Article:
Backend services and microservices typically use state machines to maintain the state of their resources, whether the state machine is defined explicitly or not. To create a well-written service, you must expressly and clearly define its state machine, so that users know what to expect and can ensure that tests cover all possible (and impossible) transitions.
In this article, you'll learn important guidelines for building state machines. You'll also get an introduction to stateswitch, a Go library that you can use to organize a state machine's transition logic.
What is a state machine?
When we discuss state machines in this context, we refer to deterministic finite state machines, which are widely used in mathematics and computer sciences to model problems. State machines have a single start state and one or more accepting, or final, states. Transitions between the states describe the input or event required for moving from one state to another. When designing and developing services or micro-services, it is useful to model the resources that those services manage as state machines.
As an example, consider a state machine for a user subscription, as illustrated in Figure 1.
This example shows a few kinds of states and transitions. There is a start state, creating, and a final state, canceled. The backend handles the transition from creating to created once processing is complete, making creating an intermediate state. You should use intermediate states when a transition cannot occur within a single database transaction. This avoids races and indicates to users that an operation is in progress. Explicit user actions trigger the transitions to and from suspended and to canceled.
Implementing state machines
Visualizing a state machine, as we've done here, can help you determine whether it is robust. The example diagram in Figure 1 should raise some questions: Can a user cancel a suspended subscription, for instance? And is there an error state for subscriptions with an unrecoverable error?
Here are a few general points to keep in mind when designing state machines for microservices:
- A resource's state should generally be stored with that resource's metadata—in an SQL database or key-value store, for example. All changes to the resource, including the state change, should be made to in-memory objects and committed in a single transaction at the end of the operation to avoid races.
- Maintain a
state-infoproperty with human-readable text explaining the state and the reasons why the resource might have transitioned there. For example, the
state-infocorresponding to the canceled state might be "Subscription canceled per user request."
- Each intermediate state should have a timeout defined so that the service can recover from stalled or aborted operations. You can keep track of the timeout duration with a
state-updated-atproperty containing a timestamp updated when the state changes.
- At the start of each API action, check to see if the action applies during the current state. If not, return an appropriate error to the user, such as "409 Conflict" in REST.
Stateswitch: Organizing transition logic
You should avoid using lengthy sequences of
else statements to define transitions, as such code is prone to bugs. Instead, you can use stateswitch, a library written in Go, to organize the transition logic. With stateswitch, you define each transition by specifying the source states, a destination state, the condition upon which to transition, and a method to call upon transitioning.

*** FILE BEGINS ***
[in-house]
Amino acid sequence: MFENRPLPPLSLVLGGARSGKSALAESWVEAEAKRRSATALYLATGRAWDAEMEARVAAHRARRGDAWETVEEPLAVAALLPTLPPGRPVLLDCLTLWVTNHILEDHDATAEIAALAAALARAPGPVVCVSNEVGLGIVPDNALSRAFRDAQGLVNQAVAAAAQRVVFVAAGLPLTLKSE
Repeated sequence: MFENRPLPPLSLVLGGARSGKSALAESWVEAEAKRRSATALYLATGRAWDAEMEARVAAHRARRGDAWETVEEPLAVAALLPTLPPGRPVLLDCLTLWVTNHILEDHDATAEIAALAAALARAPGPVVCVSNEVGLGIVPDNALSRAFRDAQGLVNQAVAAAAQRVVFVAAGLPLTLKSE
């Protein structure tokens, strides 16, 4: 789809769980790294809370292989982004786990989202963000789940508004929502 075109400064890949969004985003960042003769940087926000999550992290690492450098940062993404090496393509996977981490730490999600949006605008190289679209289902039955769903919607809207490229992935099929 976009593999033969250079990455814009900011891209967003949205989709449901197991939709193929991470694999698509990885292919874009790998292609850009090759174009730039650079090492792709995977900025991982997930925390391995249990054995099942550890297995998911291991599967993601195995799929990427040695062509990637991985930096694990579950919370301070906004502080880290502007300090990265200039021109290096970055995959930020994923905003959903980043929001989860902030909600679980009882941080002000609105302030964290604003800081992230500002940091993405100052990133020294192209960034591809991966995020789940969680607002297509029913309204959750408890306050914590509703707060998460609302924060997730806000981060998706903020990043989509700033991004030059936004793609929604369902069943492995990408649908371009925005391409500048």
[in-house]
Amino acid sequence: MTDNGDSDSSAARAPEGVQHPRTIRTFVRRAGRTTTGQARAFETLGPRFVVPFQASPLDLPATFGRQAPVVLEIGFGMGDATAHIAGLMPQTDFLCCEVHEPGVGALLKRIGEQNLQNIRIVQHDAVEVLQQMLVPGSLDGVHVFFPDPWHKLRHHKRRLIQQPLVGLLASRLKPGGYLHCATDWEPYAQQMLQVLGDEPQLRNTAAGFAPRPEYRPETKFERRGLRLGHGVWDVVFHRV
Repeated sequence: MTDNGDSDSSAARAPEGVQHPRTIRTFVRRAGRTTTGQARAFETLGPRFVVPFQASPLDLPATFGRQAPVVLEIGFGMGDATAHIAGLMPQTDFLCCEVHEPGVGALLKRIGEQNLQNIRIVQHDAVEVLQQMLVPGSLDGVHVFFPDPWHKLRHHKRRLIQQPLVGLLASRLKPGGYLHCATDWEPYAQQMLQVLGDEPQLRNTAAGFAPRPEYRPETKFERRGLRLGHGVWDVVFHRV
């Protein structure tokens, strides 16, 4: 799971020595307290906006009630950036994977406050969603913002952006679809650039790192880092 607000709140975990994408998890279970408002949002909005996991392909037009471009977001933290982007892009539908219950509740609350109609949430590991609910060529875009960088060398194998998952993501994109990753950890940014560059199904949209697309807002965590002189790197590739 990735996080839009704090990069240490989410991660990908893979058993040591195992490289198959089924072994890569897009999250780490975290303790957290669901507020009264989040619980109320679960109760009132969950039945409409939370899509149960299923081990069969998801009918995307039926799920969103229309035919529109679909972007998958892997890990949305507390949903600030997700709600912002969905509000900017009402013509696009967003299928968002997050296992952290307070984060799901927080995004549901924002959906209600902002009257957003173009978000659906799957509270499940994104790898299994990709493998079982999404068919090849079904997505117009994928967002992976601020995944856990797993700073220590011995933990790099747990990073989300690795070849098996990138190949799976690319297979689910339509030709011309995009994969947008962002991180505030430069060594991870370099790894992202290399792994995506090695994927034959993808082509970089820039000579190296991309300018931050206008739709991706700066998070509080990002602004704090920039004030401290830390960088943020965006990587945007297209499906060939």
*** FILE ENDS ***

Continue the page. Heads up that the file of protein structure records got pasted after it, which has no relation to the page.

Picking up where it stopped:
As an example, consider the Red Hat OpenShift assisted installer. This service exposes REST and Kubernetes APIs that allow users to discover hosts, group them into OpenShift clusters, and monitor cluster installations. The service has state machines for host and cluster resources.
Use APIs to expose service states
A final point to consider is using APIs to expose states to users. In REST, it is natural to include the state in the resource's properties. The user sees a concise single-string value, and a user interface (UI) can easily display it. On the downside, the state's meaning might not be apparent to users who don't know how your state machine works. Another downside is that scripts might rely on the order of your state machine's transitions, such that even adding a state could represent a breaking API change.
You could represent the state properties in OpenAPI format as follows:
state: type: string description: State of the subscription. enum: - creating - created - suspended - canceled state_info: type: string description: Additional information pertaining to the subscription state. state_updated_at: type: string format: date-time description: The last time that the subscription state was updated.
Kubernetes-native APIs would typically use conditions to expose the state. In our example state machine, the conditions might be active and suspended. The Kubernetes controller would set the active condition to TRUE if the state is created or suspended, and would set the suspended condition to TRUE if the state is suspended.
Users and scripts can precisely examine the conditions they are interested in without needing to understand the underlying state machine, and new states can be added without breaking the API. The downside is that the state is not expressed concisely, which can cause problems if it's displayed in a UI. Of course, conditions can be added to a REST API or a concise state added to a Kubernetes API.
State machines help engineers visualize a resource's behavior, find gaps or inconsistencies, organize code, and improve test coverage. They also allow users to understand the machine's behavior and know what to expect. In this article, you've learned important guidelines for implementing a state machine, and have seen how the stateswitch library can help.